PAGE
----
Several reports have come out detailing Brian Cashman’s objectives this offseason. Worryingly, those plans do not seem to include any reinforcement of the depleted starting rotation. How then, can the Yankees reasonably expect to account for the innings filled by the likes of Masahiro Tanaka, James Paxton, and J.A. Happ over the last few season? One approach might be Super Bullpen redux. If so, the first name atop my list of targets is Blake Treinen.
When I think of dominant seasons by relievers in the last five years, my mind immediately turns to two players. The first was Zack Britton’s 2016 masterclass, when he accumulated 47 saves and 74 strikeouts in 67 innings pitched. He posted a microscopic 0.54 ERA that season, amassing 4.1 rWAR en route to a fourth-place Cy Young finish.
The second that comes to mind is Blake Treinen’s ridiculous 2018 campaign, when he notched 38 saves and an absurd 100 strikeouts in 80.1 innings pitched. He also amassed a whopping 4.1 rWAR that season, earning a sixth-place Cy Young nod. It looked like he was going to be the league’s next untouchable closer, but then 2019 struck.
After suffering a mid-season shoulder injury that caused him to miss 12 games, Treinen was never quite the same. A handful of poor results forced him to hand over the closer role to Liam Hendriks. Overall, he pitched to a 4.91 ERA, 5.14 FIP, 5.01 xFIP, and 59 strikeouts in 58.2 innings.
Be that as it may, I was still pretty ticked off when Treinen was picked up by the Dodgers last season. His one-year, $10 million deal seemed more than affordable for the Yankees, despite his down 2019. Treinen rewarded the Dodgers’ faith in him, compiling a strong bounce-back season. He totaled a 3.86 ERA, 3.15 FIP, 3.47 xFIP, and 22 strikeouts in 25.2 innings. He also gave the Dodgers some priceless postseason innings, including securing the save in Game Five of the World Series.
There are a handful of encouraging signs that lead me to believe that this reborn version of Treinen is here to stay. In 2019, he posted career-worsts in walk rate (13.9%), exit velocity (88 mph), launch angle (12.5 degrees), and barrel rate (7.7%). Last season, he turned the ship around, setting career-bests in barrel rate (1.3%) and exit velocity (84.8 mph) while cutting his walk rate in half and holding batters to a negative launch angle. He also allowed around one fewer home run per game and posted his best groundball rate (65.3%) in four years.
As you can see, a large part of Treinen’s success was his ability to locate a much higher density of his signature sinkers toward the bottom of the zone in 2020, whereas in 2019 there was a much broader distribution of the sinker from the waist down. Also important is that Treinen has maintained elite velocity and movement on his pitches throughout his career. His sinker still hovers around 97 mph while his slider exhibited about 6.4 inches more drop than league average.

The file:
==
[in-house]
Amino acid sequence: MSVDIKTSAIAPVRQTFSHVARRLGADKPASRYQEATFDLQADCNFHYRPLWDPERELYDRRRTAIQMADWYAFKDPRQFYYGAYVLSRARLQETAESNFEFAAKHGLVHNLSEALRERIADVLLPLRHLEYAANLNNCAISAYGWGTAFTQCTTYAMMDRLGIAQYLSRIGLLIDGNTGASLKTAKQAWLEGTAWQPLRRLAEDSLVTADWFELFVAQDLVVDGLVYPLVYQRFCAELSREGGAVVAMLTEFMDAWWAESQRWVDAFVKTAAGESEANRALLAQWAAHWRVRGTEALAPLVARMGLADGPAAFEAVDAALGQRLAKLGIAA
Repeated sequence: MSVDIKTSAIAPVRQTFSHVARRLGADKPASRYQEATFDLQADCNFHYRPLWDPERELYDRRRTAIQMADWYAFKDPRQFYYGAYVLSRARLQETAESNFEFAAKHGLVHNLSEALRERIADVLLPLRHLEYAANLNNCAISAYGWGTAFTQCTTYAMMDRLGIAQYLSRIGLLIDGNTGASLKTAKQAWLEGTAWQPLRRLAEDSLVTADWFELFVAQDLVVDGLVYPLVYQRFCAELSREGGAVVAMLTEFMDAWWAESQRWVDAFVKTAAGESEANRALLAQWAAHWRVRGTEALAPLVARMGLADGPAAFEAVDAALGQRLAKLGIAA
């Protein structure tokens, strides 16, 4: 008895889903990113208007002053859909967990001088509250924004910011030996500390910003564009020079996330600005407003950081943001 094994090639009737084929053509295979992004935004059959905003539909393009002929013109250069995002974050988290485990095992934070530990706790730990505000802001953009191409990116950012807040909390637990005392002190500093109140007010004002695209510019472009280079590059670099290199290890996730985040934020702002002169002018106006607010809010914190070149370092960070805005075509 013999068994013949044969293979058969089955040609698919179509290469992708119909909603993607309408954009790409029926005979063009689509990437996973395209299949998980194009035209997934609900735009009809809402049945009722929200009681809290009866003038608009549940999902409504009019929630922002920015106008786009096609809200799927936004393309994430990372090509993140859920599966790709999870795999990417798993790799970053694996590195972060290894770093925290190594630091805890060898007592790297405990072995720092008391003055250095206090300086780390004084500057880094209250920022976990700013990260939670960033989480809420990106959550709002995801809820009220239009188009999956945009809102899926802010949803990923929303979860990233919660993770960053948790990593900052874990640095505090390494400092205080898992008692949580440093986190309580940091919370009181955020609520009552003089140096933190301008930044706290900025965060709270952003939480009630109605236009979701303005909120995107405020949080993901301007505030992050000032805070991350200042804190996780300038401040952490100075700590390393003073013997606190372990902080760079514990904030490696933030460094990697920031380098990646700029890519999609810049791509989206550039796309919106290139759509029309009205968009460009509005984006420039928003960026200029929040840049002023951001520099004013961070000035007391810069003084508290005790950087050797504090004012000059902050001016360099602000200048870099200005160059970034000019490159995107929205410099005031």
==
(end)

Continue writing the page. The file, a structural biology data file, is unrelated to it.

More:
One potential point of concern is that, while he does still possess raw strikeout stuff, it did not play out that way during the season. His 20.6% strikeout rate and 22.9% whiff rate were the lowest marks of his career, and placed him in the 33rd and 24th percentiles respectively. That’s a far cry from the rates he posted in his commanding 2018 campaign, when he sat in the 93rd and 97th percentiles in strikeout and whiff rates. But to look at it another way, Treinen proved in 2020 that he does not need to rack up strikeouts to get guys out at an elite level.
Given the happenings on the reliever market - from Brad Hand’s non-tender to the deal signed by Trevor May - it looks like clubs will be able to sign bullpen arms not named Liam Hendriks to relatively team-friendly deals. Both FanGraphs and MLB Trade Rumors agree with this assessment when it comes to their predictions for Treinen’s next deal. The former has him signing for two years and $16 million while the latter has him pegged at two years and $14 million. A seven figure AAV is quite a bargain for a guy who can give you 60+ innings of high-leverage relief.
Let me be clear about one thing. Just because this breakdown presupposes a return to the bullpen of doom does not mean I am an advocate of that plan of action. I think the last few years have shown us the pitfalls of tying up close to 40% of the team payroll in a bullpen of thirty-somethings. However, given the lack of clarity on Brian Cashman’s participation (or lack thereof) in the starting pitching market, running it back with Super Bullpen 2.0 might be the next-best option. Which is why I firmly support the pursuit of Blake Treinen.